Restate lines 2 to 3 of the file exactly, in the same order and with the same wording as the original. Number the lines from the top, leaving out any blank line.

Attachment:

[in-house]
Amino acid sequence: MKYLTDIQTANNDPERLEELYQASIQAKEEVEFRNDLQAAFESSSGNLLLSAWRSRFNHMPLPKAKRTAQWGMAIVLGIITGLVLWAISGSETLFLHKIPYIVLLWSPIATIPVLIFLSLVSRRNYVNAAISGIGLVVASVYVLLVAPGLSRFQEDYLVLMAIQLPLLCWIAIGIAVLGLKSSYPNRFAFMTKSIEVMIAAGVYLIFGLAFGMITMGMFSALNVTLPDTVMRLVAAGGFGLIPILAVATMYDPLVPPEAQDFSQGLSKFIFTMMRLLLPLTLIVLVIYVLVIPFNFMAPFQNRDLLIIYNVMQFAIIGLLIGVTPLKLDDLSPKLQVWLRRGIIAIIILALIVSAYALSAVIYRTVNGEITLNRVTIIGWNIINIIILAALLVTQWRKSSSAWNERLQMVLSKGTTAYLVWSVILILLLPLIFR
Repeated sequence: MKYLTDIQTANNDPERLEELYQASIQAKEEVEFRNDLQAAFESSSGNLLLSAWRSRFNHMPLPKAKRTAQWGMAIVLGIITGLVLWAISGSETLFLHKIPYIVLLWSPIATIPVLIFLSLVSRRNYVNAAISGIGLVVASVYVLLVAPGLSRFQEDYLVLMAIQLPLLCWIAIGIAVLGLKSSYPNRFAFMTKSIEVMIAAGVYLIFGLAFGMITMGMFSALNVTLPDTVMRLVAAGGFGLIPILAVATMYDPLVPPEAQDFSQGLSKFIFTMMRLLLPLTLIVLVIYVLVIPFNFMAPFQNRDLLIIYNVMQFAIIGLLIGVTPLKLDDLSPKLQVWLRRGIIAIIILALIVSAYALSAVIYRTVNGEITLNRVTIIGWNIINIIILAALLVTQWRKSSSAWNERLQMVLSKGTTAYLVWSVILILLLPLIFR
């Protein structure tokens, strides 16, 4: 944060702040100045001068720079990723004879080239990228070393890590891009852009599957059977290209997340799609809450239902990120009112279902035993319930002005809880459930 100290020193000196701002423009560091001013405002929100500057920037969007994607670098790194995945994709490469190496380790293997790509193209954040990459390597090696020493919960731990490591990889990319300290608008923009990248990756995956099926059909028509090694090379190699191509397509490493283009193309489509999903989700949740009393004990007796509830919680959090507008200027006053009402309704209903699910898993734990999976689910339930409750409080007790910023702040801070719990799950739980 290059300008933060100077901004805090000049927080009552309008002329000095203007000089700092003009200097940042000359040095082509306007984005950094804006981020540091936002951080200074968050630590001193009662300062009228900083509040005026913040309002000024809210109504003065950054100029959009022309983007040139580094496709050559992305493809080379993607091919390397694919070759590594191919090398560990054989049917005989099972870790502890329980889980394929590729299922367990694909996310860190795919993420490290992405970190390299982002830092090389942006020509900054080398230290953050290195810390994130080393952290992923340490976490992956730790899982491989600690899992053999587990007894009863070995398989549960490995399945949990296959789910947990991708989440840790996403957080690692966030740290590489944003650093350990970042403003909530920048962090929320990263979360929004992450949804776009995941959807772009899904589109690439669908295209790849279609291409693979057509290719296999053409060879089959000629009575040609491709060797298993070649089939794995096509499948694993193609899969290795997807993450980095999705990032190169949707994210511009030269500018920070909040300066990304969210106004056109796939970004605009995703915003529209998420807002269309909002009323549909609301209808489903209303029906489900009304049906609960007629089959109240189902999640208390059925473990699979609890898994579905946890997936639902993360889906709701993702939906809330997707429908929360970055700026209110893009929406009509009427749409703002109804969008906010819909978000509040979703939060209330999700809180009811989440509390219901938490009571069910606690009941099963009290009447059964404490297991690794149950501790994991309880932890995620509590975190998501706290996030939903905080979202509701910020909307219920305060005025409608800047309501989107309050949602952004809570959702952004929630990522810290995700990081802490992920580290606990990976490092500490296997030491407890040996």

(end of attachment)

Amino acid sequence: MKYLTDIQTANNDPERLEELYQASIQAKEEVEFRNDLQAAFESSSGNLLLSAWRSRFNHMPLPKAKRTAQWGMAIVLGIITGLVLWAISGSETLFLHKIPYIVLLWSPIATIPVLIFLSLVSRRNYVNAAISGIGLVVASVYVLLVAPGLSRFQEDYLVLMAIQLPLLCWIAIGIAVLGLKSSYPNRFAFMTKSIEVMIAAGVYLIFGLAFGMITMGMFSALNVTLPDTVMRLVAAGGFGLIPILAVATMYDPLVPPEAQDFSQGLSKFIFTMMRLLLPLTLIVLVIYVLVIPFNFMAPFQNRDLLIIYNVMQFAIIGLLIGVTPLKLDDLSPKLQVWLRRGIIAIIILALIVSAYALSAVIYRTVNGEITLNRVTIIGWNIINIIILAALLVTQWRKSSSAWNERLQMVLSKGTTAYLVWSVILILLLPLIFR
Repeated sequence: MKYLTDIQTANNDPERLEELYQASIQAKEEVEFRNDLQAAFESSSGNLLLSAWRSRFNHMPLPKAKRTAQWGMAIVLGIITGLVLWAISGSETLFLHKIPYIVLLWSPIATIPVLIFLSLVSRRNYVNAAISGIGLVVASVYVLLVAPGLSRFQEDYLVLMAIQLPLLCWIAIGIAVLGLKSSYPNRFAFMTKSIEVMIAAGVYLIFGLAFGMITMGMFSALNVTLPDTVMRLVAAGGFGLIPILAVATMYDPLVPPEAQDFSQGLSKFIFTMMRLLLPLTLIVLVIYVLVIPFNFMAPFQNRDLLIIYNVMQFAIIGLLIGVTPLKLDDLSPKLQVWLRRGIIAIIILALIVSAYALSAVIYRTVNGEITLNRVTIIGWNIINIIILAALLVTQWRKSSSAWNERLQMVLSKGTTAYLVWSVILILLLPLIFR